"Part of the problem is that the Hox expression data is available only for a few model organisms," Sallan said. "What's really needed is some expression data from other ray-finned fishes and tetrapods, things that are not mouse and chick and zebrafish. We need to try to get the full diversity of Hox expression."
It's also unclear how Tarrasius used its unexpectedly intricate spinal column in its daily life. Sallan speculates that the bony vertebrae may have been useful in propelling the fish's body during fast swimming, similar to the stiff vertebrae of modern marlins.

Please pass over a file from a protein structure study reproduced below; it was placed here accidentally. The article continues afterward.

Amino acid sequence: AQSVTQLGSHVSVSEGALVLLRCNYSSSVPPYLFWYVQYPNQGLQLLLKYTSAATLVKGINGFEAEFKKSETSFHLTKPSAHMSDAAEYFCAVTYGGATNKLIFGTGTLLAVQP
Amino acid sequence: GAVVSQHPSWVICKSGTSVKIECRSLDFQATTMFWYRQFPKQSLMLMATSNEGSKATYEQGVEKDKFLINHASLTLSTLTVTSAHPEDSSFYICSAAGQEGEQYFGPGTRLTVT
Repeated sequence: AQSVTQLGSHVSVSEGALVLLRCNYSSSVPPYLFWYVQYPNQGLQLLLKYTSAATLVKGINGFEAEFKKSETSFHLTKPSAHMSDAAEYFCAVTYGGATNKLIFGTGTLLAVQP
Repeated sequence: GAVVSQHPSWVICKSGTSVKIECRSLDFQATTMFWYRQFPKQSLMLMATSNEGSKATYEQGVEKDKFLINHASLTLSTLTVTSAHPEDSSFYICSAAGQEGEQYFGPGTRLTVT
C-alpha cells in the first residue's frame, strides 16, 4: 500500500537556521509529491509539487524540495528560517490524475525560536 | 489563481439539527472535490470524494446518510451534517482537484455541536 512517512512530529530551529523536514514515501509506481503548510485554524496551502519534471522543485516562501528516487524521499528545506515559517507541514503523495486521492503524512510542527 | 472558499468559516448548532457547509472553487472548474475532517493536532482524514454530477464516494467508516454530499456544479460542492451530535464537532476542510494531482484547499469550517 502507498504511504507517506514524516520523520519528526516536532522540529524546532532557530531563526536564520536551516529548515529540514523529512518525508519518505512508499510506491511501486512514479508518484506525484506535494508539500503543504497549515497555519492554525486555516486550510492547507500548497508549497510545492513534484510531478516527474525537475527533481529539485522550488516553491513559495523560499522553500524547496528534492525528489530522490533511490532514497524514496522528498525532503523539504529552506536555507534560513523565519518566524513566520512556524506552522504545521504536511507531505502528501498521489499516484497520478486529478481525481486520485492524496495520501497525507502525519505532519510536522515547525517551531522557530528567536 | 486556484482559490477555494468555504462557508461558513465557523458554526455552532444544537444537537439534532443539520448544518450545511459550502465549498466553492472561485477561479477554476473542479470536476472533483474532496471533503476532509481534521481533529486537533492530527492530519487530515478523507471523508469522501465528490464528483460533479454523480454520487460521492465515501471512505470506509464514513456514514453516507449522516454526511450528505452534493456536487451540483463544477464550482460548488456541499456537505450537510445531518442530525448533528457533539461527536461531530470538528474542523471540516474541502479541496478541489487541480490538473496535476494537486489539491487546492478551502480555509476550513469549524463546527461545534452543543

"I think it must help with stiffening the body, because the tail is so flexible," Sallan said. "If you look at the general shape, it's more like a tadpole or an early tetrapod, so it might just function to hold the body steady because the tail is flapping."
|Contact: Rob Mitchum|
University of Chicago Medical Center